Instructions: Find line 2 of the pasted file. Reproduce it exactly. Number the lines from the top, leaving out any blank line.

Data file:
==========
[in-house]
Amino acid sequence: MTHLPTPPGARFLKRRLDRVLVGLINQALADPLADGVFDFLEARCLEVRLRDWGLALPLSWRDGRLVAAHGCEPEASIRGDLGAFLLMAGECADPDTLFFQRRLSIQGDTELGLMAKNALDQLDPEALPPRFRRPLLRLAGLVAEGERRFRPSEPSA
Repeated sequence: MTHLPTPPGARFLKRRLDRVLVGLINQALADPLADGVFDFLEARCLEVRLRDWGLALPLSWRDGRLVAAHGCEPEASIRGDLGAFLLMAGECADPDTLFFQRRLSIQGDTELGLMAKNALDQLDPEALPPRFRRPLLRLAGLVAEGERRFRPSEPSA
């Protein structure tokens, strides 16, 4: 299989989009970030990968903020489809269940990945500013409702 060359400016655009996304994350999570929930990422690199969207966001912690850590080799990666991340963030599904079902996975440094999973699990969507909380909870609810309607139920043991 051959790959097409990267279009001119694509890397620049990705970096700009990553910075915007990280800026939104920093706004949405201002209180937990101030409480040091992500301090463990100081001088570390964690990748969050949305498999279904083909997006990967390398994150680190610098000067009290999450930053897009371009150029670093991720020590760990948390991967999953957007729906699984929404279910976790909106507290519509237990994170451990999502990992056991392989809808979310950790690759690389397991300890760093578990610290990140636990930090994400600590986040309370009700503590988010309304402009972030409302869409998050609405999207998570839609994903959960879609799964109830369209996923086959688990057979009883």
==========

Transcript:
Amino acid sequence: MTHLPTPPGARFLKRRLDRVLVGLINQALADPLADGVFDFLEARCLEVRLRDWGLALPLSWRDGRLVAAHGCEPEASIRGDLGAFLLMAGECADPDTLFFQRRLSIQGDTELGLMAKNALDQLDPEALPPRFRRPLLRLAGLVAEGERRFRPSEPSA